small container of pitted Kalamata olives, chopped (about 1/2-¾ cups)
grated parmiggiana, romano, or pecorino (grate as much as you like)

1) Bring a kettle of water to boil and cook the spaghetti according to package directions.
2) While the spaghetti is cooking, sautee the garlic (or ramps) in olive oil. Add the capers at the end, just to warm them and pick up a little of the garlic flavor.
3) When the spaghetti is done, drain it, saving a little of the pasta water in the kettle (maybe ¼-1/2 cup).
4) Put the warm spaghetti back in the kettle. Toss in the sautéed garlic and capers. Add the can of chopped tomatoes and chopped olives.
5) Serve with a generous topping of grated cheese.

*Makes enough for 2-4 people, depending upon appetite and whether it’s served as a side dish or as a main course. Buon appetito!

Friday, May 09, 2008


It's undeniable. My tulip garden is in full bloom, even the little anemones I interplanted last fall. The catalogue said the anemones wouldn't do well in this part of the world, and indeed only a fraction of them survived the winter, but that makes the survivors more beautiful. My rose bushes are leafing out, the cluster of merry bells in the back garden droops under the weight of its yellow blossoms, and the stalklike shoots of the peony bushes are several inches high already. Even the Russian sage, which I thought had died, shows signs of newly unfolding greenery.

I can't actually claim that the tulips in this photo are from my own garden; they're field tulips from our local upscale grocer. The gas-and-electric fellow--a towering Scandinavian named Chip--came out to the house this morning to give us an estimate for a new furnace. He stopped dead in his tracks when he spotted the vase and its beauties. "Wow!" he exclaimed. "Those are incredible!" I think he was caught by the height and size of the tulips, by how wide open they are to the light. A little vulgar almost. Enough so that we stared at them for a minute in joint admiration. I think we recognized ourselves in the blooms, eager for light and warmth and open to life. Spring is here.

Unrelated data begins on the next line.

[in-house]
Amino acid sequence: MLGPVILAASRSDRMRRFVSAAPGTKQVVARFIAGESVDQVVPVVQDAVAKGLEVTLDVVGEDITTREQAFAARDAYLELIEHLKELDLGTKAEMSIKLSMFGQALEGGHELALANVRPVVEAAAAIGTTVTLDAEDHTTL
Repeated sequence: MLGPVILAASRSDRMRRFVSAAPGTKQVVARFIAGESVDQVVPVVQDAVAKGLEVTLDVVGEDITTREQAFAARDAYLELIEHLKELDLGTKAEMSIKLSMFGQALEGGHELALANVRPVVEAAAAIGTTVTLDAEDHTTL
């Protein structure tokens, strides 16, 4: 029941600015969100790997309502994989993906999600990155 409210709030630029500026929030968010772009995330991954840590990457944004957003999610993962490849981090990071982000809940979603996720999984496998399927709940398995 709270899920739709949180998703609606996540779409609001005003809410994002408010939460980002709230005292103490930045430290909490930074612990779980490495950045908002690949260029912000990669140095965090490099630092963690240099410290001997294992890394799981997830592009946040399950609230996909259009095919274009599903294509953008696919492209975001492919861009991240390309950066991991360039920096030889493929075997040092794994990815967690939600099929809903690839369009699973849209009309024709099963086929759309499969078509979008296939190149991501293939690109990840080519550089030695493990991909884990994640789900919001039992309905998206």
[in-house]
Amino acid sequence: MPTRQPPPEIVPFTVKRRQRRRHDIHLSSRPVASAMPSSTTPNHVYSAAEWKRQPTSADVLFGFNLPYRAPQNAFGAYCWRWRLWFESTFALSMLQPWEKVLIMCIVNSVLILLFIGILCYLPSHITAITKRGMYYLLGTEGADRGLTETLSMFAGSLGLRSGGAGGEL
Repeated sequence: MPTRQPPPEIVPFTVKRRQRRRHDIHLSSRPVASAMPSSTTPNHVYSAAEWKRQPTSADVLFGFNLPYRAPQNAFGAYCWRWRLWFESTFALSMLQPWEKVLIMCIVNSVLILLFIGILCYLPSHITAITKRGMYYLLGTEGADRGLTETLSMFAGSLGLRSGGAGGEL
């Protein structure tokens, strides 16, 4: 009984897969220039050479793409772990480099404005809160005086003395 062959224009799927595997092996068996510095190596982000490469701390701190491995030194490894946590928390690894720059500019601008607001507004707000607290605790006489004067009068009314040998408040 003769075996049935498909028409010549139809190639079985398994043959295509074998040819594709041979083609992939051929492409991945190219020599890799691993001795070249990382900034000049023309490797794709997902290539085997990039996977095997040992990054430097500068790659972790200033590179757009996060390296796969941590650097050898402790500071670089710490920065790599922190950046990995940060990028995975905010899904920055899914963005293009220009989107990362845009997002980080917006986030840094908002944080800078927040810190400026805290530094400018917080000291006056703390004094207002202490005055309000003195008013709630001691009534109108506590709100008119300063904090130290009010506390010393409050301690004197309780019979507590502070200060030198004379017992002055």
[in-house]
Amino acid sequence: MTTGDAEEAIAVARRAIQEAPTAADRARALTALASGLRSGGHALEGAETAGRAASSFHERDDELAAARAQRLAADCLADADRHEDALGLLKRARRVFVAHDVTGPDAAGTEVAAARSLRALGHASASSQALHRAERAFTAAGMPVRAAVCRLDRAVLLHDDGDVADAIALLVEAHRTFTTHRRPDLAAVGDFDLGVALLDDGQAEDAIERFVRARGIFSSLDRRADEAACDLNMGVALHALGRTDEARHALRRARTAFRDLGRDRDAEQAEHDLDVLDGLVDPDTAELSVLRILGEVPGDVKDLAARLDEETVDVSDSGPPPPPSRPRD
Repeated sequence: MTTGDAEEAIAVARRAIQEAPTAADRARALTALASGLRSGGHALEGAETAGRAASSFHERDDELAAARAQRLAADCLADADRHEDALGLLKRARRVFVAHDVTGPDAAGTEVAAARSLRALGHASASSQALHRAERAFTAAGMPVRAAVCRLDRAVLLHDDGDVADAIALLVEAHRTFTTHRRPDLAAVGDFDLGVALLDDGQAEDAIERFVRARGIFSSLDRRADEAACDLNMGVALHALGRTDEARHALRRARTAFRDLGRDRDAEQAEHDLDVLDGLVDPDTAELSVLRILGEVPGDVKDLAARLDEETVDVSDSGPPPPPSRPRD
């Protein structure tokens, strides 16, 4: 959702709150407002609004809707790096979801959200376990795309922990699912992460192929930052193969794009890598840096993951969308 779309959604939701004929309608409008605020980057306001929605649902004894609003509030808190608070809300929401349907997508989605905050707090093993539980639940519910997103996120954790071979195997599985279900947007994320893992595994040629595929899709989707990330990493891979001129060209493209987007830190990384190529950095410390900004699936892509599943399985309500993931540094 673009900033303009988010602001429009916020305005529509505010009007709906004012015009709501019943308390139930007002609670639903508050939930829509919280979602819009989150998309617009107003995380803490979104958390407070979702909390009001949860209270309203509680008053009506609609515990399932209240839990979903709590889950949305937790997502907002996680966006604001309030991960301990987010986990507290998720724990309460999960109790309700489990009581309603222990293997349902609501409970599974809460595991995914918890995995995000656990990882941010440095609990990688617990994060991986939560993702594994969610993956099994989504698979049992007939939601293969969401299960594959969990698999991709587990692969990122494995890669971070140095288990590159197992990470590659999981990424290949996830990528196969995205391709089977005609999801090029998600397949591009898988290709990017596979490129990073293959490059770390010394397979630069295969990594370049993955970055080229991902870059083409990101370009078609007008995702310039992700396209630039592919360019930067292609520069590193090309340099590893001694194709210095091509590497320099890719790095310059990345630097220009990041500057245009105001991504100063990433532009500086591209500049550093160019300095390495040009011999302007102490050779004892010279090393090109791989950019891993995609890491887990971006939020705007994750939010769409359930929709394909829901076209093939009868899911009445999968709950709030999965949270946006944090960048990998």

Friday, May 02, 2008


I love accidental learning, the way you discover things by stumbling across them on your way to something else or by falling upon them by doing another task the "wrong" way or by coming at them from an unanticipated angle. That's how I learned to make movies on my digital camera. I hit the "wrong" setting on my camera one afternoon as I was taking what I thought would be a still photo of SJG eating our very first home-grown brandywine tomato. When we looked at the photo, it moved! it spoke! it said, "Mmmmm, this tomato is sooooooo good!" And from there, I started intentionally creating short movies of friends and family, one of which is a very recent clip of our diva kitty, Muffin.
Muff is our very first. SJG chose her because she was the only kitten available for adoption at our local humane society the day we showed up. She was tiny, and very young. She's eight now, but we still say to her "Five weeks, one pound, make sure she eats" when we remember, in a rush of feeling, our first days together. In this clip, you can see what she thinks of technology in general, and being its subject in particular. Here's looking at you, Muff!